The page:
New life for Welsh woodlands
A forestry co-operative in rural North Wales is bringing neglected woodlands back into productive management with the help of a loan from The Co-operative Loan Fund. Elwy Working Woods has negotiated with local landowners to manage and harvest eight woods located around the Elwy valley near Abergele.
The multi-stakeholder co-operative has 12 members who are involved in forestry, woodland management or wood working in various ways. One of them owns the sawmill at Moeolfre where the co-operative has its office. Elwy Working Woods was set up in 2009. Now it is expanding and creating two new jobs with the aid of a grant from Conwy Rural Partnership and the loan from The Co-operative Loan Fund.
The main income comes from the sale of firewood direct to the public. The co-operative also gets some income from landowners for woodland management and forestry contracts. It has plans for developing charcoal production in the next two years.
Will Westwood, one of the employee members, said: “The loan from the Co-operative Loan Fund has provided us with the additional finance we needed to pull down the grant from Conwy Rural Partnership. Without this I doubt the project would go ahead.”
Elwy Working Woods has strong social and environmental aims. Reviving neglected woodlands improves the sustainability of the local economy, creates jobs and training opportunities and improves biodiversity in the woods.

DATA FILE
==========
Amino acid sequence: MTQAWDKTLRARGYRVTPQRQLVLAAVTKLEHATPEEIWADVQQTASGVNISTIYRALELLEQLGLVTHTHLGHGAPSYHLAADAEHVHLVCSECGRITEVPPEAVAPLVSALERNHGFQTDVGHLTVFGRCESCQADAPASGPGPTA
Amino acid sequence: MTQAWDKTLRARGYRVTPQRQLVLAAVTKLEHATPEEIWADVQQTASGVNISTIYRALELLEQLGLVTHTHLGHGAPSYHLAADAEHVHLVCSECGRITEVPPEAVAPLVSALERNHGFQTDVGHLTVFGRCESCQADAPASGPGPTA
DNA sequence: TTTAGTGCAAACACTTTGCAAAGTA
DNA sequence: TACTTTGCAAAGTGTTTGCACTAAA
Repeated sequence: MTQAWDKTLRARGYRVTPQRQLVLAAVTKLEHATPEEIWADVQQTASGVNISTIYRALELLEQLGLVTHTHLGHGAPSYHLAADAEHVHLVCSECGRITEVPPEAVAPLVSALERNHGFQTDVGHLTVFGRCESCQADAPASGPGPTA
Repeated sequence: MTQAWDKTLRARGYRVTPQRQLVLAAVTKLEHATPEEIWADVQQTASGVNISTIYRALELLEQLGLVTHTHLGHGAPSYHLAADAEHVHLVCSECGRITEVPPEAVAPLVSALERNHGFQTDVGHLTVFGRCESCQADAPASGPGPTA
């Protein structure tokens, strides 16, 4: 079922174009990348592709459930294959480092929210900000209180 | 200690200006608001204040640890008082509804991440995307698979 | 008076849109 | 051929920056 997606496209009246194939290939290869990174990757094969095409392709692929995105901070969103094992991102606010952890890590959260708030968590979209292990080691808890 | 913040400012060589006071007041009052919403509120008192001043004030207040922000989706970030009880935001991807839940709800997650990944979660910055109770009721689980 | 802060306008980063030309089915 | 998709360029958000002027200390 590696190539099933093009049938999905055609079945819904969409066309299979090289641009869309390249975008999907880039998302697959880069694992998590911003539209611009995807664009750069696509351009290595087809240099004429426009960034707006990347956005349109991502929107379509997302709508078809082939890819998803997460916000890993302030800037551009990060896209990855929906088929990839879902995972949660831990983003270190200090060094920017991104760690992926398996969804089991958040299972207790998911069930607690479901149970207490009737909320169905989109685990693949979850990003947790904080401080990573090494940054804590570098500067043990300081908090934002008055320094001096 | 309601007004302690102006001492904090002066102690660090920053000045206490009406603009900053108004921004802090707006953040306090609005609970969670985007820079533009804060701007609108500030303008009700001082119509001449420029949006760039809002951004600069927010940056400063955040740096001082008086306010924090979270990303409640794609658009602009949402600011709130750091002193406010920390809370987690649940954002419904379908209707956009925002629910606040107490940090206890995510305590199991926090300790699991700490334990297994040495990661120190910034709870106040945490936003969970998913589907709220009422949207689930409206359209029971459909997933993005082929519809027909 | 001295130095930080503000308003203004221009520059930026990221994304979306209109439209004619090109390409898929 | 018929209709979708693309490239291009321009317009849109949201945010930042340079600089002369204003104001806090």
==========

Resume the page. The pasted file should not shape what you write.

Adrian Farey, a founder member of the co-op, said: “Conwy has hundreds of acres of neglected woodlands which, either because of their size or inaccessibility, have escaped the attention of the larger forestry companies. These woodlands represent a considerable and valuable resource for local communities. Elwy Working Woods hopes to bring as many of these into management as possible using more traditional and sensitive methods, respecting habitat and amenity yet still providing a sustainable fuel supply for the local area.”
Ian Taylor of The Co-operative Loan Fund said: “I was very impressed by the project and the people involved. It’s totally environmental and financially viable as well as being co-operative so of course we are very pleased to support it.”